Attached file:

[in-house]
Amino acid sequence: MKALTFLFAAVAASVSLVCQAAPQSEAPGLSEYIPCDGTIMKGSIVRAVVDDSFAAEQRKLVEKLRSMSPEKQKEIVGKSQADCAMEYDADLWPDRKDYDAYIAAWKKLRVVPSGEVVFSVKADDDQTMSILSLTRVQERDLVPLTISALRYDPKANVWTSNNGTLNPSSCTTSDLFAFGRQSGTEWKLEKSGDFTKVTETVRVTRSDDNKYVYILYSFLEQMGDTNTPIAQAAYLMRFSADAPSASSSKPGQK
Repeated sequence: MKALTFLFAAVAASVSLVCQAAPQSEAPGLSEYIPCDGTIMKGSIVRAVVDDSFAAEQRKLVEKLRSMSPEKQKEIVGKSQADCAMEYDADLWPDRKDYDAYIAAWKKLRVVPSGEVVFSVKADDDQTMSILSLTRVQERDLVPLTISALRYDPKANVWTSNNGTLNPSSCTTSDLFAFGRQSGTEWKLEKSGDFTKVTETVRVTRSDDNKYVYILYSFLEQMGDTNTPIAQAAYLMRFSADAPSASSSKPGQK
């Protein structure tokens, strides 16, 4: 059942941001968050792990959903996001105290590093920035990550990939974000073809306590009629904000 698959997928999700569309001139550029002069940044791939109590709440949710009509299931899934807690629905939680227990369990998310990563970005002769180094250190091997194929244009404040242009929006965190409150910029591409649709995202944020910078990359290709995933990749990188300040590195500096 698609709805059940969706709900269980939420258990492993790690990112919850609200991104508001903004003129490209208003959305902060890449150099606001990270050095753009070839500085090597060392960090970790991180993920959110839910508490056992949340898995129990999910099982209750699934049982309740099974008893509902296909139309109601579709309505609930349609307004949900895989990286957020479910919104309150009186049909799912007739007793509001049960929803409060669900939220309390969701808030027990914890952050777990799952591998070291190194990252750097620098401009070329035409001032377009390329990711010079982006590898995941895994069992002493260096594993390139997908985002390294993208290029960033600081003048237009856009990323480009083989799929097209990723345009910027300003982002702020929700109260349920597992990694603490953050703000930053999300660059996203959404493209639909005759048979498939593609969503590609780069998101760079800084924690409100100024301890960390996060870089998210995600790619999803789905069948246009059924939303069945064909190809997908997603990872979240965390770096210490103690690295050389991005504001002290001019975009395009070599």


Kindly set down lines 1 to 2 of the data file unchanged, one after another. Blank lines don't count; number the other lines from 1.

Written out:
[in-house]
Amino acid sequence: MKALTFLFAAVAASVSLVCQAAPQSEAPGLSEYIPCDGTIMKGSIVRAVVDDSFAAEQRKLVEKLRSMSPEKQKEIVGKSQADCAMEYDADLWPDRKDYDAYIAAWKKLRVVPSGEVVFSVKADDDQTMSILSLTRVQERDLVPLTISALRYDPKANVWTSNNGTLNPSSCTTSDLFAFGRQSGTEWKLEKSGDFTKVTETVRVTRSDDNKYVYILYSFLEQMGDTNTPIAQAAYLMRFSADAPSASSSKPGQK